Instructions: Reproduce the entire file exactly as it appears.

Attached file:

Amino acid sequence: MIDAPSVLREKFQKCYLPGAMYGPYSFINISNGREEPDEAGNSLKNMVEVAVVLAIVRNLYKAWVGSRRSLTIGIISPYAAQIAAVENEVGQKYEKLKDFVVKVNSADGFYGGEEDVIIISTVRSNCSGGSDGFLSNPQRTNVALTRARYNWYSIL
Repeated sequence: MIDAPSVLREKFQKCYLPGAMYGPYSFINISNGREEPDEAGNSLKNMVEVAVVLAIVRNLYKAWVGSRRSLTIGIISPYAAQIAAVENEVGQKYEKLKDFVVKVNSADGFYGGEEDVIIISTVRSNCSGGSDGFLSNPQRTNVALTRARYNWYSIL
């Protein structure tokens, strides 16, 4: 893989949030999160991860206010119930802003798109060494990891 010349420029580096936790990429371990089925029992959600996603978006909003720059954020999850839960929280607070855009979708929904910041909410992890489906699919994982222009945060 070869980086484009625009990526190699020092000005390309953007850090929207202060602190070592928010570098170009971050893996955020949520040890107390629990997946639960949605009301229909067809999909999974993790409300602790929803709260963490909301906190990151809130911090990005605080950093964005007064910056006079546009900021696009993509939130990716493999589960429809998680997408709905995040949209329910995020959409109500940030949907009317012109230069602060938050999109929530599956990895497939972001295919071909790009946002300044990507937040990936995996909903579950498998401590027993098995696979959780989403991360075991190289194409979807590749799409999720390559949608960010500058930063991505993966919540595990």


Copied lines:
Amino acid sequence: MIDAPSVLREKFQKCYLPGAMYGPYSFINISNGREEPDEAGNSLKNMVEVAVVLAIVRNLYKAWVGSRRSLTIGIISPYAAQIAAVENEVGQKYEKLKDFVVKVNSADGFYGGEEDVIIISTVRSNCSGGSDGFLSNPQRTNVALTRARYNWYSIL
Repeated sequence: MIDAPSVLREKFQKCYLPGAMYGPYSFINISNGREEPDEAGNSLKNMVEVAVVLAIVRNLYKAWVGSRRSLTIGIISPYAAQIAAVENEVGQKYEKLKDFVVKVNSADGFYGGEEDVIIISTVRSNCSGGSDGFLSNPQRTNVALTRARYNWYSIL
């Protein structure tokens, strides 16, 4: 893989949030999160991860206010119930802003798109060494990891 010349420029580096936790990429371990089925029992959600996603978006909003720059954020999850839960929280607070855009979708929904910041909410992890489906699919994982222009945060 070869980086484009625009990526190699020092000005390309953007850090929207202060602190070592928010570098170009971050893996955020949520040890107390629990997946639960949605009301229909067809999909999974993790409300602790929803709260963490909301906190990151809130911090990005605080950093964005007064910056006079546009900021696009993509939130990716493999589960429809998680997408709905995040949209329910995020959409109500940030949907009317012109230069602060938050999109929530599956990895497939972001295919071909790009946002300044990507937040990936995996909903579950498998401590027993098995696979959780989403991360075991190289194409979807590749799409999720390559949608960010500058930063991505993966919540595990």